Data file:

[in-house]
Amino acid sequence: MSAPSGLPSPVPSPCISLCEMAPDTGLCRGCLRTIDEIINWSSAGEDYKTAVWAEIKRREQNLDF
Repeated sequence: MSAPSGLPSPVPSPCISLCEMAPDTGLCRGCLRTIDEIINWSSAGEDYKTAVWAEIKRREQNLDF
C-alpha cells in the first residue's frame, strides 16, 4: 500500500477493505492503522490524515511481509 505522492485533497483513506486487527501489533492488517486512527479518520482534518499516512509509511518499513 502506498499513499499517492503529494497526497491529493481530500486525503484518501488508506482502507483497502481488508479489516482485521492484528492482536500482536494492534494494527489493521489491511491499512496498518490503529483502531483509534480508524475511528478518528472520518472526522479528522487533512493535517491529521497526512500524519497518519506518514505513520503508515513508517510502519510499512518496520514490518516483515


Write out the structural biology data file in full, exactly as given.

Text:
[in-house]
Amino acid sequence: MSAPSGLPSPVPSPCISLCEMAPDTGLCRGCLRTIDEIINWSSAGEDYKTAVWAEIKRREQNLDF
Repeated sequence: MSAPSGLPSPVPSPCISLCEMAPDTGLCRGCLRTIDEIINWSSAGEDYKTAVWAEIKRREQNLDF
C-alpha cells in the first residue's frame, strides 16, 4: 500500500477493505492503522490524515511481509 505522492485533497483513506486487527501489533492488517486512527479518520482534518499516512509509511518499513 502506498499513499499517492503529494497526497491529493481530500486525503484518501488508506482502507483497502481488508479489516482485521492484528492482536500482536494492534494494527489493521489491511491499512496498518490503529483502531483509534480508524475511528478518528472520518472526522479528522487533512493535517491529521497526512500524519497518519506518514505513520503508515513508517510502519510499512518496520514490518516483515